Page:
Excellent article, almost spot on except of course the Rovers are very much the big team!
Why does everyone dislike/hate Falkirk?
Friend of mine was supporting Partick at Cappielow on Saturday and reports the following exchange, five minutes from the end:
“Dad, how long does this go on for?”
“All your life, son.”
B – I guess people have their own reasons and I’m not entirely sure why they and Dunfermline have such a keen rivalry. But they made themselves generally unpopular during the 90s, particularly over the issues with ground criteria mentioned above. They were one of the second tier clubs who didn’t or weren’t able to meet the rules, then whinged to high heaven when they were denied promotion.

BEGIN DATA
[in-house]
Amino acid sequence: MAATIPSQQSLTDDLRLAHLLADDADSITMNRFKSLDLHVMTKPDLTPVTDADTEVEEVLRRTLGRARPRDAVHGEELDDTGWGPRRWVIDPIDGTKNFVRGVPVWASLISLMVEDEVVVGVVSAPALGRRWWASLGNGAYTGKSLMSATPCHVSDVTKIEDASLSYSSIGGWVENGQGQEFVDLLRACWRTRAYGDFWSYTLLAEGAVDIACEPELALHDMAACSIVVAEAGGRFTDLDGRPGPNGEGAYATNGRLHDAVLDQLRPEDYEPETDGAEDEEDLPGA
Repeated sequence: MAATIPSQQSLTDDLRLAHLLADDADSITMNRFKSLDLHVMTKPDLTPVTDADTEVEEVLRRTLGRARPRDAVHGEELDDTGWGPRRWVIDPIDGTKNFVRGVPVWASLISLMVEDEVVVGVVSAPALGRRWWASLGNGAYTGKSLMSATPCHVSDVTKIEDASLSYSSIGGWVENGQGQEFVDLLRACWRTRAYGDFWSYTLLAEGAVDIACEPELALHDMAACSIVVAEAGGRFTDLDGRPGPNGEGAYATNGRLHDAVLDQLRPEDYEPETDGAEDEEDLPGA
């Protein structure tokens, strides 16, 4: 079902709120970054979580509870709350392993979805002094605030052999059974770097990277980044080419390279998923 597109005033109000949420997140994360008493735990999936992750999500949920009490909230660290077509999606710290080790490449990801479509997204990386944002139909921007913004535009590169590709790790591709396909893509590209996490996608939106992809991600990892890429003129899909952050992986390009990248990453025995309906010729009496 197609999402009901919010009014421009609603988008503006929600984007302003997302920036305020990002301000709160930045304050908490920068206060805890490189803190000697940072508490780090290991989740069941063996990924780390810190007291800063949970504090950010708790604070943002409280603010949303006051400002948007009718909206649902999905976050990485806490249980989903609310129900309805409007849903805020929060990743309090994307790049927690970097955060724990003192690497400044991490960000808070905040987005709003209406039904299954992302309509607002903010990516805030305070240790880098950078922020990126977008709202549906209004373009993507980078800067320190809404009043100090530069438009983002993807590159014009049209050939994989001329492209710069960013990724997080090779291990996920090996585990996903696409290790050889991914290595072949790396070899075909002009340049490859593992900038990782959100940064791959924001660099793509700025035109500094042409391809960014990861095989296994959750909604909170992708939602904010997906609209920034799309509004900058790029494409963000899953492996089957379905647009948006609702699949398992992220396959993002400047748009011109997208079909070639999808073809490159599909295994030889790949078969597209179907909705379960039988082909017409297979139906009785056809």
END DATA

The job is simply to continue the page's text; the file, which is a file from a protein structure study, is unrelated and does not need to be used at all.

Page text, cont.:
There’s a bit more to it than that but that was the general gist. I’ve actually melowed a bit lately and almost come to quite like them now that those issues are in the past – but then we haven’t played them for a few years so I’m sure it’ll all come flooding back when we do so in a few weeks time.
Excellent summation of the match will book mark this site in future, The history lesson could not be more correct, the old stand was funded by the transfer of Alex James to Preston in the twenties.